The widespread character of white racism in this country often makes it difficult to envision a hopeful future. But the courage of African American women like Michelle Obama is striking and does provide a reason to hope about a better US future.
Sadly, there are continuing attacks on her of various kinds today in this country. There is a conservative white racism and racial ignorance, seen in attacks such as those of Fox news on her “patriotism,” and a liberal white racism and racial ignorance, seen in some liberal media and blog posts. The May posting (now removed) by a liberal writer at the dailykos website of a caricatured image of white-robbed Klan members whipping, branding, and likely lynching a black woman whose apparently photoshopped head is that of Michelle Obama appears to fall into that latter category. (I will not post that image, which reminds one of celebrations of the early 1900s Klan-celebrating movie, Birth of a Nation, but you can find it here.) The dailykos writer attempts a critique of Republican attacks on the Obamas and Republican race baiting, but in the process of political commentary unreflectively uses (and may help normalize) an image of a black woman being tortured and killed by the world’s oldest terrorist organization, the Ku Klux Klan–and without any critical assessment of that long white history of white violence or of the many contemporary violent attacks against black women.
As Marc Lamont Hill put it, can anyone imagine a prominent political site or commentary portraying the bloody lynching of Nancy Reagan to make a political point? Chauncey DeVega (also see this analysis) has responded to this photo imagery and his comments are on target:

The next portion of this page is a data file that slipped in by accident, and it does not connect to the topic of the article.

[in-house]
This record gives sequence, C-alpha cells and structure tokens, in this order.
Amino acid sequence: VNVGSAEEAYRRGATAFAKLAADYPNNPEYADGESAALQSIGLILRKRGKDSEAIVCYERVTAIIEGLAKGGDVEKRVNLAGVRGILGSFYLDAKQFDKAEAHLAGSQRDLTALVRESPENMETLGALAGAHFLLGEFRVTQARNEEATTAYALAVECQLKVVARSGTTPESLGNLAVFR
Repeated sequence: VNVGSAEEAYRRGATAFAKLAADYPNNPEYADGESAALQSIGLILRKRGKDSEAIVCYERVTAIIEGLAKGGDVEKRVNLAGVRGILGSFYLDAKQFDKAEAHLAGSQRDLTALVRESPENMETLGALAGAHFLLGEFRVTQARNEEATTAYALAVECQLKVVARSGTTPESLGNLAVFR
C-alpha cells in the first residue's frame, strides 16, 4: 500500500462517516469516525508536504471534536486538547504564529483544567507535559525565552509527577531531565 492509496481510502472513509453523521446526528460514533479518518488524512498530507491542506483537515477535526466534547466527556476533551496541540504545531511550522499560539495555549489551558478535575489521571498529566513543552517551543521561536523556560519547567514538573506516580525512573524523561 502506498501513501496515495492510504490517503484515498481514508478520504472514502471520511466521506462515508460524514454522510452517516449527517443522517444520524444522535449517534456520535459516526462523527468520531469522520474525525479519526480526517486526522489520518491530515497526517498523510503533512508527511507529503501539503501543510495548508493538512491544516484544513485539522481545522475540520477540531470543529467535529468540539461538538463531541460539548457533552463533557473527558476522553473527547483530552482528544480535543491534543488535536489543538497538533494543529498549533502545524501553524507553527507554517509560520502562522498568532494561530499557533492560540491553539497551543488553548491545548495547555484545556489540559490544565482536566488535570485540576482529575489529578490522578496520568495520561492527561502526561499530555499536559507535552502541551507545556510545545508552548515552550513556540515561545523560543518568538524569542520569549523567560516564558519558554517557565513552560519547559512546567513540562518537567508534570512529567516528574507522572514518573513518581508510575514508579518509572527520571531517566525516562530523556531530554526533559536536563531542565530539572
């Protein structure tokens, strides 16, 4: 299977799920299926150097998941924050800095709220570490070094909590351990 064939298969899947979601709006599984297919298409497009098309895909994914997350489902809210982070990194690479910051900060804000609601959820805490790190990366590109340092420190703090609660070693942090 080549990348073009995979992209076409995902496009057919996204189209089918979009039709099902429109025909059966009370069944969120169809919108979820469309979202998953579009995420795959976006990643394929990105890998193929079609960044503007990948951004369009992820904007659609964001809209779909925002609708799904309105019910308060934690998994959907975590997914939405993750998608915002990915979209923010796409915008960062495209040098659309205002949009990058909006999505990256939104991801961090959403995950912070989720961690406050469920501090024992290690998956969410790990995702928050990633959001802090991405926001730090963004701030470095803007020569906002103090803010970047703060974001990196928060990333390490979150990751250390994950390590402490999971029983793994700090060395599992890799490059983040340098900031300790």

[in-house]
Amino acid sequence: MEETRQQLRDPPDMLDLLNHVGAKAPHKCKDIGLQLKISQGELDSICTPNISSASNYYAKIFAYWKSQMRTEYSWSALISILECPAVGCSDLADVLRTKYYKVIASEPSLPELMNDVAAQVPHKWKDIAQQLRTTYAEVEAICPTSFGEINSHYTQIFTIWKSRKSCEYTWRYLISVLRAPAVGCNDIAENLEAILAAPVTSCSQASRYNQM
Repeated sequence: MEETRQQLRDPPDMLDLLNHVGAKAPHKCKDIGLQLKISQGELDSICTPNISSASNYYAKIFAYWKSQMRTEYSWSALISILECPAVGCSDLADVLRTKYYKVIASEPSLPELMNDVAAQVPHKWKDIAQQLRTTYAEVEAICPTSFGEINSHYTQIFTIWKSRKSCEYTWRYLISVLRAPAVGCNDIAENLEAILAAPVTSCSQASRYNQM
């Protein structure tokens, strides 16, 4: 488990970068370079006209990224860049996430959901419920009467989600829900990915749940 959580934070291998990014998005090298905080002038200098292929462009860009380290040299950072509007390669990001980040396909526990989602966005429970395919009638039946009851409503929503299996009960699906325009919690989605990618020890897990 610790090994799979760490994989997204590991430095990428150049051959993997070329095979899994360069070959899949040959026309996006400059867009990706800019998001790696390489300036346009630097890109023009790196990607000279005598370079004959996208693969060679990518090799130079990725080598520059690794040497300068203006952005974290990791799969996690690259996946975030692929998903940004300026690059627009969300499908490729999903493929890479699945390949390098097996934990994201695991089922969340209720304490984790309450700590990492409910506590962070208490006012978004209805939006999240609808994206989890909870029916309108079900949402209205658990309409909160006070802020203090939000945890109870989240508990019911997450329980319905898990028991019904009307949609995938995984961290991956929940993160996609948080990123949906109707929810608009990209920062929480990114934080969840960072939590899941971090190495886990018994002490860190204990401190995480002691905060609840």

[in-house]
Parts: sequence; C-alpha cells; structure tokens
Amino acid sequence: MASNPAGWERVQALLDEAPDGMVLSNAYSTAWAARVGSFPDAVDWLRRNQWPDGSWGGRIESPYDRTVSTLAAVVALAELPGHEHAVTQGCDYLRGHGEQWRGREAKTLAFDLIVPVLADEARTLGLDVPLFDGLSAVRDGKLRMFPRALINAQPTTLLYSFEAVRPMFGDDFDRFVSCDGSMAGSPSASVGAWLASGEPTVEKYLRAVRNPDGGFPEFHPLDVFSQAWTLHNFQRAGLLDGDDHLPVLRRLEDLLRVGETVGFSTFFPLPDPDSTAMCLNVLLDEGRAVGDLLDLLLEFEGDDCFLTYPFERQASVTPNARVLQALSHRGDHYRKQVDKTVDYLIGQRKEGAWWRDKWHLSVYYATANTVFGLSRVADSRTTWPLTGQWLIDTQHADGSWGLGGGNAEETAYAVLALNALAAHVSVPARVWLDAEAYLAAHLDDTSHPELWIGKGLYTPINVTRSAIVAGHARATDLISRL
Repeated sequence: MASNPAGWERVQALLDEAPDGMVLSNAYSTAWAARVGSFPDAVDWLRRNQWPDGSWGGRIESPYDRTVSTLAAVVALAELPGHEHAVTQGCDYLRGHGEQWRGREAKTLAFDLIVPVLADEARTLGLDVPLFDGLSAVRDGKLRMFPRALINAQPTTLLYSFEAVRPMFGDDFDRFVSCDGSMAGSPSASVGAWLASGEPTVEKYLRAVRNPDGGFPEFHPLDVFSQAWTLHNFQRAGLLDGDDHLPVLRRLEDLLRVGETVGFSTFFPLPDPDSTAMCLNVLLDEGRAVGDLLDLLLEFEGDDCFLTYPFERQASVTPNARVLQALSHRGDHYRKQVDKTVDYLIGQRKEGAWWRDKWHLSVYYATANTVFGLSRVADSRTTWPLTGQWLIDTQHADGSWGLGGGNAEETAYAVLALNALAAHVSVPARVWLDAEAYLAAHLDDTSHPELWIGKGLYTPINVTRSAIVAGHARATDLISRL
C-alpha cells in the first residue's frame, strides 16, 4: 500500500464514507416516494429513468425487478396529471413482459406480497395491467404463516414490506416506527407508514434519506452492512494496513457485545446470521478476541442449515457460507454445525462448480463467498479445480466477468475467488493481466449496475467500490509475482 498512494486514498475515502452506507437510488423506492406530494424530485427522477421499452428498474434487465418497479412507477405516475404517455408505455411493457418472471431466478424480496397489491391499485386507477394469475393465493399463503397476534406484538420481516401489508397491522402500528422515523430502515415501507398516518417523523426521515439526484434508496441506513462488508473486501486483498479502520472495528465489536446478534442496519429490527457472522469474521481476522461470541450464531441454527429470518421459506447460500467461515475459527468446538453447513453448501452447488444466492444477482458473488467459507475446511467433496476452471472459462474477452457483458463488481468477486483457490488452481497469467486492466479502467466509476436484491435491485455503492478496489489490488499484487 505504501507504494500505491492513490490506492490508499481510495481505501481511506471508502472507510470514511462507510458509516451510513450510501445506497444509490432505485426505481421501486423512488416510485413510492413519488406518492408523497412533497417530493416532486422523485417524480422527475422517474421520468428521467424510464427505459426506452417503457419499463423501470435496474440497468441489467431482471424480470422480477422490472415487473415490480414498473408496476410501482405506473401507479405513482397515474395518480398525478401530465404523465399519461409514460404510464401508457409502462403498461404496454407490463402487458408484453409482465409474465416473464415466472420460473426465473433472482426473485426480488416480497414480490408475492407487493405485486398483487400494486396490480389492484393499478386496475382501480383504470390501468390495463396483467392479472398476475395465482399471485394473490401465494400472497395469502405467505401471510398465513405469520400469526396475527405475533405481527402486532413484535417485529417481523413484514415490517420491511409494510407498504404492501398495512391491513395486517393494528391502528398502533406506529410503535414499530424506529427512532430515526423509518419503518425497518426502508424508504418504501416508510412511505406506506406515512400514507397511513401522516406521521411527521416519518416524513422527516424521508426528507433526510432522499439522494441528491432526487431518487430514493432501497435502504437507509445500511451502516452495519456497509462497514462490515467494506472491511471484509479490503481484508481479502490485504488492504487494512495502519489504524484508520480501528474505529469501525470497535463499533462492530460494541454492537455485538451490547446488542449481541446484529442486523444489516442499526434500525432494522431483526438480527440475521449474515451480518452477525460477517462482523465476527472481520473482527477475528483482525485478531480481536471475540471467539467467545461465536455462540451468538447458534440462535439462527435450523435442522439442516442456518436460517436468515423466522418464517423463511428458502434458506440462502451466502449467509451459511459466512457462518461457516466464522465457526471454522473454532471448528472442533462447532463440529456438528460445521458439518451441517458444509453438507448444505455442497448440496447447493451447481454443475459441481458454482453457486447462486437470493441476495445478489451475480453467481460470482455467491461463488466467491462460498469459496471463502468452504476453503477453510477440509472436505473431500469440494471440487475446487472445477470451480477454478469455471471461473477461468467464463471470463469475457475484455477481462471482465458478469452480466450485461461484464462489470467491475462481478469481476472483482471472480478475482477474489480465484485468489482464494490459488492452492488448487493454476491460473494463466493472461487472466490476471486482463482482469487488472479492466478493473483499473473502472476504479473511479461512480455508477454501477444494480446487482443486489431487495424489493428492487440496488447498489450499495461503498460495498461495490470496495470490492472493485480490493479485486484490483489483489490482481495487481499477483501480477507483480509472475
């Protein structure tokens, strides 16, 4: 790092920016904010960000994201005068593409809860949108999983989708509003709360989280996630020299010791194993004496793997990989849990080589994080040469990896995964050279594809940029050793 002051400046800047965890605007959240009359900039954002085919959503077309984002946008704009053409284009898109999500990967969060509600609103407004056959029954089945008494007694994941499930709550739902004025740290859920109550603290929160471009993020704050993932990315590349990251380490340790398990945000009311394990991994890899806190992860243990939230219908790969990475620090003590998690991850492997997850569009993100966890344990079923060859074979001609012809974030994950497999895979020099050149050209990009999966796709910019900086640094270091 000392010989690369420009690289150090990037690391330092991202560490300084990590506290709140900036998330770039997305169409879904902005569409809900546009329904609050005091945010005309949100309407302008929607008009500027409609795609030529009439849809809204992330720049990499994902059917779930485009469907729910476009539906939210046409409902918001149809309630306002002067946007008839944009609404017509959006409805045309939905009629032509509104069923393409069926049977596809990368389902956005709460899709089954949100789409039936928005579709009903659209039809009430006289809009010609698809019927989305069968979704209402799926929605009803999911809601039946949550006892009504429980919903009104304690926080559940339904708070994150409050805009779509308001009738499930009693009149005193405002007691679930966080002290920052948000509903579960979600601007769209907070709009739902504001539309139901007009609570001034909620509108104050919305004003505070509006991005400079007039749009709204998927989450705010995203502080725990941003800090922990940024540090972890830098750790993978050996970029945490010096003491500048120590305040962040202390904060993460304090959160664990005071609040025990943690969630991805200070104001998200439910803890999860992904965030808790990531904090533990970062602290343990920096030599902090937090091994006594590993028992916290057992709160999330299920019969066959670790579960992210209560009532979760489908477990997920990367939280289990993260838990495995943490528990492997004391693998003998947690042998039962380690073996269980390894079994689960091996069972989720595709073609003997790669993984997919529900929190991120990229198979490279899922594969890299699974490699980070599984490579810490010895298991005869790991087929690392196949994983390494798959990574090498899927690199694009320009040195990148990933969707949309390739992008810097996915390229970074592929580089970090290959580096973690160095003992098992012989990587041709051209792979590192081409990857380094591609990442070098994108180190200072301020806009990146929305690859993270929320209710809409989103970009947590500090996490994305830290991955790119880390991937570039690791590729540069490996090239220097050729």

Ultimately, the image of Michelle Obama . . . is utterly “real.” Because it is “real” there is no possibility of irony. In its utter “realness” it speaks to an ugly reality. . . . I believe it is important to write Michelle’s name because it removes the protection and insulation offered by historical abstraction (read: black people were lynched; read: black women were lynched; see how this is different from writing Michelle Obama was lynched?). She is a human being, a real person being threatened with murder and violence. This threat, a threat through implication and historical allusion is no less hurtful, real, or shocking–notice I did not say surprising–than one made through active speech in the present.
Indeed, Michelle Obama is a real human being who is being unreflectively portrayed as a target of KKK violence.
Consider the great heroism that Michelle Obama has shown in this campaign to bring some sanity back to U.S. politics after a long era of decline. She and her husband have received death threats. It is time for the top political “leaders” of this nation to recognize this publicly and to take action against this real and threatened racist violence — and to recognize the degree of courage required just to hang in there day after day.